Above: 2014 HHMI Interdisciplinary Undergraduate Fellows
Content Creator Credits: Jonathan Marks ’15 and Wendy Woodin ‘17
Jonathan’s faculty advisor: Emily Balskus
Wendy’s faculty advisor: Daniel Kahne
Microbes are an essential part of our daily life. However, sometimes microbes make molecules that can hurt us. How can we stop these microbes from creating harmful products? This animation provides an overview of both computational and biochemical approaches to the discovery of enzyme inhibitors to halt the production of toxic molecules.
Content Creator Credits: Donald J. Brooks ’17 and Daniel H. F. Rubin ‘17
D.J.’s faculty advisor: Nicolas Chevrier
Dan’s faculty advisor: Rachel Dutton
How do biological systems respond and adapt to changing stimuli presented by the environment? This question is important for microscopic communities, like those made up of microbes, and in broader contexts, like the human body. On a small scale, Dan studies the effects of an invading organism on the bacteria and fungi that make up a cheese rind. D.J., from a larger perspective, uses a novel method called CLARITY to make tissues transparent and see where pathogens are traveling in human organs. By studying these interactions, we can begin to understand the complex behavior of biological systems.
Content Creator Credits: Stephanie Caty ’15 and Andy Shi ‘15
Stephanie’s faculty advisor: Lauren O’Connell
Andy’s faculty advisor: Curtis Huttenhower
Genome wide association studies compare genomes of various organisms to identify genomic differences that are correlated with differences in complex phenotype expression. In the O’Connell lab, such techniques are used to identify proteins involved in making poison dart frogs toxic. In our animation, we present an overview of genome wide association studies as applied to understanding poison dart frog toxicity and their application for also understanding complex human diseases.
Content Creator Credits: Kameron Kooshesh ’16 and Jamasb Sayadi ‘17
Kameron’s faculty advisor: Richard Maas
Jamasb’s faculty advisor: Ole Isacson
In order to unlock the exciting potential of stem cells for therapeutics, researchers are looking for predictive means to manipulate their development. Differentiating stem cells consistently through a replicable procedure can be thought of as “programming” the process of development. This animation explores how scientists can use small molecule signaling and genome editing to implement developmental programs and achieve defined cell states, visualized here as solving for different patterns on a Rubik’s cube. Programming development like rearranging a Rubik’s cube has applications for reliably creating cell types useful in medicine, such as the parathyroid cell for hypoparathyroidism, and in genetics research, such as dissecting the function of enhancers in development.
Content Creator Credits: Danny J. Kramer ‘15
Danny’s faculty advisor: Thomas Michel
Studying the position and movements of molecules inside of cells can offer valuable insight into the critical roles these molecules play in cellular functions. How can we study the behavior of something as small as a molecule? This animation explains how scientists use fluorescence microscopy and FRET (fluorescence resonance energy transfer) to amplify and directly visualize molecular communications inside of living cells. This technique allows us to decipher cell signaling cascades that detect, amplify, and integrate diverse external signals to generate essential cellular responses. In my research this technique provides us a powerful tool to identify and understand complex signaling pathways that are used to regulate all areas of cardiovascular function, from blood pressure to cholesterol and heart disease.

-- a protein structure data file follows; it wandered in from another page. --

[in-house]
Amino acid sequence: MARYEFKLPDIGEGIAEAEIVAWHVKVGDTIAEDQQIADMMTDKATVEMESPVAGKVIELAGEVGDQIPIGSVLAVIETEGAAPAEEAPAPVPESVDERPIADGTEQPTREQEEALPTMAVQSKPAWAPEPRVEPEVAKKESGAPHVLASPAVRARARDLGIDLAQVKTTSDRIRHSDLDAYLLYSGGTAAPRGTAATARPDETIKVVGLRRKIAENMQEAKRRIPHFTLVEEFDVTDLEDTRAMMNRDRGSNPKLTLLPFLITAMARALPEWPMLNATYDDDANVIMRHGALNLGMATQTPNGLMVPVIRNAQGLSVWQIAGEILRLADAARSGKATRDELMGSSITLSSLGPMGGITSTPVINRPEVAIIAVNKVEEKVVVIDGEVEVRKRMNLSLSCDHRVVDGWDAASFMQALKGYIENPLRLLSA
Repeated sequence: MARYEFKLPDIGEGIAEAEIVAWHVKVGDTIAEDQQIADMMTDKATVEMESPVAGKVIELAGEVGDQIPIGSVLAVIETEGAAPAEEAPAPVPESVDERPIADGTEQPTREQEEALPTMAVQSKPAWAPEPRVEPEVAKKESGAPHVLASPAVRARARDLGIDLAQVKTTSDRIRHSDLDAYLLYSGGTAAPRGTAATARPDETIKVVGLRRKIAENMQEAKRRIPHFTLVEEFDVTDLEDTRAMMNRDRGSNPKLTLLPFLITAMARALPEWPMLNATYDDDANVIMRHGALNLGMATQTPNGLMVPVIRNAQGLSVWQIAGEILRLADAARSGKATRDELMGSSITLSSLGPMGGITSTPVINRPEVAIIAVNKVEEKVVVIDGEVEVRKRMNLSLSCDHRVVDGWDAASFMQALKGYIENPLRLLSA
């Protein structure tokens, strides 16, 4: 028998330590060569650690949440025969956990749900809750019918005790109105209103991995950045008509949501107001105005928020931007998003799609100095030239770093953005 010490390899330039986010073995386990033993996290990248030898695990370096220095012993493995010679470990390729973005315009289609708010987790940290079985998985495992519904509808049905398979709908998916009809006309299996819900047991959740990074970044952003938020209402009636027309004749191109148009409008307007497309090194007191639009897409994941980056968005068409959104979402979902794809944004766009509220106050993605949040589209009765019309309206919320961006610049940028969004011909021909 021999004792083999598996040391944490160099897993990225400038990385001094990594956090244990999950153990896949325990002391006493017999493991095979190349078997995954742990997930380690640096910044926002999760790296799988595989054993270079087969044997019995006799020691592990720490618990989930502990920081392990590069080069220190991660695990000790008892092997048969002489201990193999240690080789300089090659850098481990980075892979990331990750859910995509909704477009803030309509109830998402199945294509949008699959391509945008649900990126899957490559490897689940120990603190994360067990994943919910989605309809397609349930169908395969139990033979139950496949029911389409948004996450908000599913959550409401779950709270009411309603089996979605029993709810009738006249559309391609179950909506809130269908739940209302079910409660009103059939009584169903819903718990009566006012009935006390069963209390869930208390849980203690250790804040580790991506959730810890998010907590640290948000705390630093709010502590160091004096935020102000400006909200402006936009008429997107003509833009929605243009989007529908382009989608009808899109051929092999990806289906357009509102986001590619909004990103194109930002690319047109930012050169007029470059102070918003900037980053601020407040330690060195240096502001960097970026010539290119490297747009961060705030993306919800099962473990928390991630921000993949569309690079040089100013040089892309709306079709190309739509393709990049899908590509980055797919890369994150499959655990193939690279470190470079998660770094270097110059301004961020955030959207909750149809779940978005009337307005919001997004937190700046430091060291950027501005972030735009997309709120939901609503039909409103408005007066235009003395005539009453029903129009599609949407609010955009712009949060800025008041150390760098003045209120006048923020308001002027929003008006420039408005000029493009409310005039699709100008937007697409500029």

Content Creator Credits: Jeffrey G. Edwards ’15 and Malte Zopfs ‘15
Malte and Jeffrey's faculty advisor: Joshua Buckholtz
From deciding which clothes to wear to deciding what career to pursue, decision-making plays a large role in every person's life. As such, there is a strong interest in studying the underlying biological mechanisms for decision-making, as a possible way to optimize the outcomes of these decisions. Our animation explains multiple biological approaches to studying decision-making in humans: through brain-imaging (fMRI and PET) and non-invasive brain stimulation (tDCS). With these technological innovations, we are able to gain great insight into the fascinating biology behind the decisions we make.
Content Creator Credits: David Armenta ‘17, Juliana Castrillon ’17, and Danielle Reny ‘15
David’s faculty advisor: Andrew Murray
Juliana’s faculty advisor: David Breault
Danielle’s faculty advisor: Lee Rubin
Set sail with us! In this animation we follow Charles Darwin's 1831 journey to the Galapagos Islands to meet the famous island finches that shaped important evolutionary theories. What could these small birds be telling us today? We now know that these birds are not only examples of natural selection, but also cell differentiation, a process whereby cells become specialized in structure and function. This process is essential to the development of multicellular organisms like us. Comparing beak size in finches to research in baker's yeast as a model system, we show that evolution and cell differentiation are two very different processes with similar outcomes.
The project was funded by an award from the Howard Hughes Medical Institute.
Conception and content of the animations by the Interdisciplinary Undergraduate Fellows. Student mentoring by Jacqueline M. Brooks. Animations by Matthew Bohan.
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